Said journalists had plenty to say on social media after the event, with one tweeting that star Anson Mount had responded to the umpteenth question about the show's poor reception by saying, "You're making me feel like Ben Affleck right now," a reference to the Sad Affleck meme that popped up after fans and critics trashed Batman V. Superman: Dawn of Justice. Others commented that the entire tone of the event was evasive, deflective, and somewhat bewildered, with Marvel TV chief Jeph Loeb snapping at reporters in response to perfectly legitimate questions, and even shutting the event down early. 

Of course, even setting aside the public lambasting of every piece of promotional material produced for the series thus far, there may have been a different reason why cast and crew were a bit on edge.

The production schedule was impossible, and micromanaged

The announcement that Inhumans was making the jump to television came in November 2016, meaning that producers basically had ten months to cast, write, and produce an eight-episode miniseries based on a property that had already had a troubled development by Marvel's standards. But to make matters worse, the IMAX premiere of the first two episodes meant that those episodes would have to be produced on an extremely accelerated schedule—a mere 20 days, a ridiculously short amount of time for a project intended to be so grand in scale. 

Those episodes' director, Roel Reine, also told CNET that although the process was "collaborative," there was "always a Marvel executive around me just to make sure that whatever I did, or whatever we did together, would tie in with other characters in other universes, in other comics, in other series or movies. They're very protective." 

The rushed nature of the production is apparent in the finished product, and the fact that some scenes are gorgeously shot in IMAX actually hurts rather than helps.

The IMAX experiment didn't work

Critics have pointed out that the scenes that are shot in IMAX—many of which are simply establishing shots—look fantastic, which simply serves to point out that everything that isn't shot in IMAX looks awful. The interiors and costumes have every bit the low-budget aesthetic suggested by the trailers, flaws that are only magnified up on that gigantic screen, with the gorgeous IMAX footage occasionally popping in to make the rest of the film look even worse by comparison.

Perhaps the IMAX experiment would have worked better had it been tied to a different property, one with more visual flair and/or an already-established fan base—but as it stands, the ambitious experiment can't be seen as anything but a failure. 

In the first week of a planned two-week run, Inhumans grossed about $1.5 million on 393 North American screens, an absolutely paltry total considering the heavy promotion and the Marvel name. While an investment by IMAX will make Inhumans profitable for Disney no matter what happens, it's not exactly encouraging for partnerships of this kind in the future. As one media analyst told Variety, "The fact that they really didn't do that well for IMAX doesn't bode well for other networks copying this strategy."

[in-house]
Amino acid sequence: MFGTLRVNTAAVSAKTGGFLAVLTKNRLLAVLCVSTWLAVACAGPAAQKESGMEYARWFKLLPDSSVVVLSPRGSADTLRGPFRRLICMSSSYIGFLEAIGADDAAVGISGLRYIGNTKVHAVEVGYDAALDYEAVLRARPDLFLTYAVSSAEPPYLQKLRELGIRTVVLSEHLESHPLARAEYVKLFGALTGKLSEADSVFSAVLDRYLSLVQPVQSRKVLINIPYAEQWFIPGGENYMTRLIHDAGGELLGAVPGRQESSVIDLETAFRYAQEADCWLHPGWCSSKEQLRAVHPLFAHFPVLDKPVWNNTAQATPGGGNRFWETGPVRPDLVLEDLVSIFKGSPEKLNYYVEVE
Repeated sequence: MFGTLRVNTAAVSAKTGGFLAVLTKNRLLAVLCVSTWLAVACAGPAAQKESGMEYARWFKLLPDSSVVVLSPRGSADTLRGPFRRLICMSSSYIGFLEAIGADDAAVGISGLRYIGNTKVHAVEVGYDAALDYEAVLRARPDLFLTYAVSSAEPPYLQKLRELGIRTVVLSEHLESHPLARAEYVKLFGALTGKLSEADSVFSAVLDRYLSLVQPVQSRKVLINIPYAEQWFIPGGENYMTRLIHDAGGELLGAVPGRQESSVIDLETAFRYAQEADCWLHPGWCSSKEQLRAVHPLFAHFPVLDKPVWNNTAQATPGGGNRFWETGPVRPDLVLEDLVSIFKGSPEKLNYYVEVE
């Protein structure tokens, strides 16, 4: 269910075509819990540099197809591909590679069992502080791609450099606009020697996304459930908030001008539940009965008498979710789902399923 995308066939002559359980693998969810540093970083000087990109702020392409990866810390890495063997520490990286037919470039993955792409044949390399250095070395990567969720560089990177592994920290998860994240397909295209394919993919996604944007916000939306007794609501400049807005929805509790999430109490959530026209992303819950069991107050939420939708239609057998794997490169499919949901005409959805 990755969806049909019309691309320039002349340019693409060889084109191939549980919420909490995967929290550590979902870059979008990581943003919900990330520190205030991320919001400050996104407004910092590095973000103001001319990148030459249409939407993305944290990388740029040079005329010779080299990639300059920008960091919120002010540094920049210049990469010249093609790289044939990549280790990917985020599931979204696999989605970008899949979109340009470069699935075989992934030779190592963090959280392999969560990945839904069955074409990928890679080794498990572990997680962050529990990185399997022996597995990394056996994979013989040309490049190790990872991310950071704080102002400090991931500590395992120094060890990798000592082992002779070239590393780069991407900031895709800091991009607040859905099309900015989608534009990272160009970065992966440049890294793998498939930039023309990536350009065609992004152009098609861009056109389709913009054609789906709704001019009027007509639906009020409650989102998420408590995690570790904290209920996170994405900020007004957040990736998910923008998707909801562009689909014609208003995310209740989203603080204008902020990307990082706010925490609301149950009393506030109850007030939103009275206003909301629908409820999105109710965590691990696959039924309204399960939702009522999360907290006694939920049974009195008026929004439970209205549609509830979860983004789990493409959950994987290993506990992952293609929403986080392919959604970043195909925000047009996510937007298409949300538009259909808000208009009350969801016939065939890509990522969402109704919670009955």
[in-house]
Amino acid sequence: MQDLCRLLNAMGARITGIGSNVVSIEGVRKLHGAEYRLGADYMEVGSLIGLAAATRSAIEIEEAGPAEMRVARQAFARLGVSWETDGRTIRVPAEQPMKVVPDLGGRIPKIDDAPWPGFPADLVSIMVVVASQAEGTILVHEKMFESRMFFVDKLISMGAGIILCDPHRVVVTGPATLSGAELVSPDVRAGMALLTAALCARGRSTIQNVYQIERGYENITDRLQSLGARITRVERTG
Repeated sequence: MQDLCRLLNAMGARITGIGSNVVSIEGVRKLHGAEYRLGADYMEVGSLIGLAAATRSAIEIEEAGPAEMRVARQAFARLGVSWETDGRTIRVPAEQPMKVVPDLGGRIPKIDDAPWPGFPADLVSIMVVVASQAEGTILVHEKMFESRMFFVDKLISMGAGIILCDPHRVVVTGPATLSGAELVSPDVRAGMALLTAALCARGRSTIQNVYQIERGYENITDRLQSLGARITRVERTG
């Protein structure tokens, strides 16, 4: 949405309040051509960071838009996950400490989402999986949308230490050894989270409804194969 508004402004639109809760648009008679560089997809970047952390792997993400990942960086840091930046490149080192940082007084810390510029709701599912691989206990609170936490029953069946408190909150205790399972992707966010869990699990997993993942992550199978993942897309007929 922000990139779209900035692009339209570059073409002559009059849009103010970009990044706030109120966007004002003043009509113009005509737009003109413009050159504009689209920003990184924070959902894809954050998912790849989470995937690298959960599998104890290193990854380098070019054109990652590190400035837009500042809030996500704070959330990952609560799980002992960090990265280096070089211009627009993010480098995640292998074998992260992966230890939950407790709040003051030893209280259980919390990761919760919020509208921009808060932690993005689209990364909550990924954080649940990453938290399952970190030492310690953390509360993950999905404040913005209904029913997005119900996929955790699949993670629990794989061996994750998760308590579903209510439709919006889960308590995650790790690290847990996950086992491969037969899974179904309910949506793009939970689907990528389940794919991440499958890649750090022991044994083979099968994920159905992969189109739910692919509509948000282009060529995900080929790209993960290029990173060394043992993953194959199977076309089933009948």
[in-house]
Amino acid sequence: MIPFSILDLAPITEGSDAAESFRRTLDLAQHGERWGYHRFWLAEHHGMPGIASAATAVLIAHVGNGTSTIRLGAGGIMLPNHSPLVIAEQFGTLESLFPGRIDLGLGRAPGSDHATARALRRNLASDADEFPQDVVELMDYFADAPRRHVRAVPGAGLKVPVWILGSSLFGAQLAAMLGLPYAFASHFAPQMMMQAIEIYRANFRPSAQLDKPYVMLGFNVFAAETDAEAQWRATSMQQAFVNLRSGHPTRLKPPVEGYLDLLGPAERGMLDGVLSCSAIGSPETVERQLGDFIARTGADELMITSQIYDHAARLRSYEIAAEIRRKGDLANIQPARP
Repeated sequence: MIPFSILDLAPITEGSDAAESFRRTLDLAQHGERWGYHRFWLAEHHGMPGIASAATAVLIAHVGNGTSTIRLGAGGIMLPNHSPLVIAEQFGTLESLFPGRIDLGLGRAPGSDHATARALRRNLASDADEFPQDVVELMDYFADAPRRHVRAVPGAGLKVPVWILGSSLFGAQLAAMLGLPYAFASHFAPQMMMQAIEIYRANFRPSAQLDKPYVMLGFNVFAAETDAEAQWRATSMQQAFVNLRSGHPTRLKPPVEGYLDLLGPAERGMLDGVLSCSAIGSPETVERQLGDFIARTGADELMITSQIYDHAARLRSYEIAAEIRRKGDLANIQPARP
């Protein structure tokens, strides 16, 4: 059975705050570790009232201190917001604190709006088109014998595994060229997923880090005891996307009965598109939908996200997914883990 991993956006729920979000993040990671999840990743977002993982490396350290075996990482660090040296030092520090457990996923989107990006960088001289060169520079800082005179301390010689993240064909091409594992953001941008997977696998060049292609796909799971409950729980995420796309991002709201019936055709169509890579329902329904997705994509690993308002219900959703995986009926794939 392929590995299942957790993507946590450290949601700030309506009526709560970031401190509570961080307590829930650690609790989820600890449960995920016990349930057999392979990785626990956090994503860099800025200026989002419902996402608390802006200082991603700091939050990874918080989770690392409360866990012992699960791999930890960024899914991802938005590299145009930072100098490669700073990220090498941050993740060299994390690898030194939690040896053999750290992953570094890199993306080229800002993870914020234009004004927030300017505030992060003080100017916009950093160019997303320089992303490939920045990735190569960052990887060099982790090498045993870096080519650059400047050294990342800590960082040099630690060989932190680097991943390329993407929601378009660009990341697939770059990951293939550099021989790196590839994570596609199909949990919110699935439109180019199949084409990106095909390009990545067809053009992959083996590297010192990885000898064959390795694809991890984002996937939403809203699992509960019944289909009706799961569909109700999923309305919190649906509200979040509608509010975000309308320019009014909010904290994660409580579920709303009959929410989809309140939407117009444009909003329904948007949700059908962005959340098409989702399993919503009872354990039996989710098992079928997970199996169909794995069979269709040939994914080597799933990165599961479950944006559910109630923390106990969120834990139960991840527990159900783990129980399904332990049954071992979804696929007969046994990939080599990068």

The preview episodes were just really, really bad

Unfortunately, the look of the series is far from its only problem. According to every critic who has of yet had anything to say about Inhumans, the trailers didn't lie: every aspect of the production is an utter mess. From acting to direction to set design to special effects, there's plenty of blame to go around—but many have singled out the writing, calling the narrative structure uninspired and the dialogue atrocious.

Some have gone so far as to call it the worst thing Marvel has ever done, an insult to fans for which the beloved studio should be ashamed. It has to be a tough pill to swallow for Marvel TV executives, especially coming so quickly on the heels of the Netflix series Iron Fist, a similarly shoddy production that was nearly universally disparaged by critics and fans when it premiered earlier this year. 

But there were important lessons in Iron Fist's failure that Marvel TV obviously failed to learn—and in particular, one common thread between the two projects that is at the very heart of what went wrong with Inhumans.

The wrong showrunner was given the reins

Shortly before the March 2017 release of Iron Fist, it was announced that the series' showrunner Scott Buck would also be given the keys to Inhumans. Fans were excited, as they did not yet have any reason to believe that Iron Fist would fall short of the lofty expectations set by previous Netflix series, and largely took the news as an indication that Inhumans was in good hands.

But when Iron Fist was released, it revealed itself to be astonishingly poor—plagued with terrible writing, plot holes, limp action sequences, and a miscast and unlikable lead. Immediately, fan expectations began to plummet for Inhumans even before the underwhelming marketing campaign came into play. Everything that has happened since has only confirmed what most observers strongly suspected: that Buck never should have been let near one Marvel property, let alone two. 

Both of his efforts share similar glaring flaws—they're rushed in conception and execution, poorly written and plotted, and indifferently staged and photographed. Whether or not the failure of Inhumans is part of any trend of declining quality among Marvel TV productions is up for debate, but one thing should be plain: Scott Buck should not get a third chance to screw up an awesome property.